RISC OS for Pi-nuts at ROUGOL, 15th February

AKA: RISC OS on the cheap.

The next meeting of the RISC OS User Group of London will take place on Monday, 15th February, and the meeting’s presentation – with the multi-puntastic title “RISC OS for Pi-nuts” – will be presented by Peter Howkins and Bryan Hogan. The pair will be looking at ways to run RISC OS without having to run up a large bill to do so.

Probably the cheapest solution (if you already have a computer on which it can be run) is to use an emulator like RPCEmu, which is free to download. A new version of RPCEmu was released only this week, and the plan for the meeting is to demonstrate it on both Windows and Linux.

The next cheapest solution after that is probably to use a computer that was given away on the cover of a magazine – which is how the Raspberry Pi Zero first appeared to the public. Running RISC OS on this ultra-cheap system is another area that will be covered at the meeting, as well as comparing it with the original Raspberry Pi, ad the Pi 2 – both of which are more expensive, but still very cheap.

The time and place are the usual 7:45pm, and upstairs, in the restaurant of:

The Blue-Eyed Maid,
173 Borough High Street,
SE1 1HR.

There is no fee for attending the meeting, and everyone is welcome. The venue serves both hot and cold food, and both alcoholic and non-alcoholic drinks. It can be found between London Bridge and Borough tube stations, easily reached from either on foot, and there is also cycle parking nearby.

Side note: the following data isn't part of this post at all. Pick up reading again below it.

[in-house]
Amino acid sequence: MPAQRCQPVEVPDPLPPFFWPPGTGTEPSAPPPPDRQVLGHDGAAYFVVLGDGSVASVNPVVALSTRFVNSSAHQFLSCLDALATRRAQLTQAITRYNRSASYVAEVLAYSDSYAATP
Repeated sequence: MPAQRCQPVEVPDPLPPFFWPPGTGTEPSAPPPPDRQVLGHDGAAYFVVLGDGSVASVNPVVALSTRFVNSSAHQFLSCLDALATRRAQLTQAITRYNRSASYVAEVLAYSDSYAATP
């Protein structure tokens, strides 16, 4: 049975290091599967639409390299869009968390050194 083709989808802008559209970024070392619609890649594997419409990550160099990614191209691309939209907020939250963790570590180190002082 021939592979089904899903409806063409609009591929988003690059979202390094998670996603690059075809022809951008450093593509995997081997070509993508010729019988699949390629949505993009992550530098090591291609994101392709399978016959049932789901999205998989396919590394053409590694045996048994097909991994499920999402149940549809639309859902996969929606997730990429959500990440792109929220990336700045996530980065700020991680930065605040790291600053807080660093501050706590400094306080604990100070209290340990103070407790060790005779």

If you drive, Congestion Charging ceases at 6:00pm, long before the meeting, though parking is a consideration: It is restricted at all times on double red lines, and on single red or yellow lines it’s best to park after 7:00pm. Bring along maps and plenty of patience (the attribute, not the game) if you are unfamiliar with driving and parking in central London.

If you need help, ROUGOL can be contacted by email, by telephone on 07970 211 629, or via Twitter.

March meeting

The 21st March meeting will see Terry Swanborough demonstrating his software, RiscPCB, which he uses to produce designs in his work at MB Electronics.

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